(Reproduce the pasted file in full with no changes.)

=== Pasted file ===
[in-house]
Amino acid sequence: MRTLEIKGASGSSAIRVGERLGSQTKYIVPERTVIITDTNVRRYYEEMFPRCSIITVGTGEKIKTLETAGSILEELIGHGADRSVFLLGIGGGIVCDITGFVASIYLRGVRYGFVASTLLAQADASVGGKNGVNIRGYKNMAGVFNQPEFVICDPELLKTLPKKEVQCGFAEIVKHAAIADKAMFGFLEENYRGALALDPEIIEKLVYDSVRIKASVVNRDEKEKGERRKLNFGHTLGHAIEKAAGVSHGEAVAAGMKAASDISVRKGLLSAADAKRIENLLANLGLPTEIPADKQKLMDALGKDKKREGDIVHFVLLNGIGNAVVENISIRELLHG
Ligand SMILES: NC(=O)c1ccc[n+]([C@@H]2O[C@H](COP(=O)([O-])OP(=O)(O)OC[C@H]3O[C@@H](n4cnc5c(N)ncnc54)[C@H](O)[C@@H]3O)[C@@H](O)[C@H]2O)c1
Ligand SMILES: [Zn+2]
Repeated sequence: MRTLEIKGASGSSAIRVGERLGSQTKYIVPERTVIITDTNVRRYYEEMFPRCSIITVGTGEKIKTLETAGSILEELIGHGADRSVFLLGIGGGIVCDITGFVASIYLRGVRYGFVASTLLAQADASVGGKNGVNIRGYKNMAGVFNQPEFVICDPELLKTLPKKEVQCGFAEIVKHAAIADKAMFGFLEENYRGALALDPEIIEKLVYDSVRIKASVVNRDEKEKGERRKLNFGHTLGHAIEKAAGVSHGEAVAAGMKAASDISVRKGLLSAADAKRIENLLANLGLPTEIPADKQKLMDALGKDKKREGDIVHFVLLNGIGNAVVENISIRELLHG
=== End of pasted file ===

[in-house]
Amino acid sequence: MRTLEIKGASGSSAIRVGERLGSQTKYIVPERTVIITDTNVRRYYEEMFPRCSIITVGTGEKIKTLETAGSILEELIGHGADRSVFLLGIGGGIVCDITGFVASIYLRGVRYGFVASTLLAQADASVGGKNGVNIRGYKNMAGVFNQPEFVICDPELLKTLPKKEVQCGFAEIVKHAAIADKAMFGFLEENYRGALALDPEIIEKLVYDSVRIKASVVNRDEKEKGERRKLNFGHTLGHAIEKAAGVSHGEAVAAGMKAASDISVRKGLLSAADAKRIENLLANLGLPTEIPADKQKLMDALGKDKKREGDIVHFVLLNGIGNAVVENISIRELLHG
Ligand SMILES: NC(=O)c1ccc[n+]([C@@H]2O[C@H](COP(=O)([O-])OP(=O)(O)OC[C@H]3O[C@@H](n4cnc5c(N)ncnc54)[C@H](O)[C@@H]3O)[C@@H](O)[C@H]2O)c1
Ligand SMILES: [Zn+2]
Repeated sequence: MRTLEIKGASGSSAIRVGERLGSQTKYIVPERTVIITDTNVRRYYEEMFPRCSIITVGTGEKIKTLETAGSILEELIGHGADRSVFLLGIGGGIVCDITGFVASIYLRGVRYGFVASTLLAQADASVGGKNGVNIRGYKNMAGVFNQPEFVICDPELLKTLPKKEVQCGFAEIVKHAAIADKAMFGFLEENYRGALALDPEIIEKLVYDSVRIKASVVNRDEKEKGERRKLNFGHTLGHAIEKAAGVSHGEAVAAGMKAASDISVRKGLLSAADAKRIENLLANLGLPTEIPADKQKLMDALGKDKKREGDIVHFVLLNGIGNAVVENISIRELLHG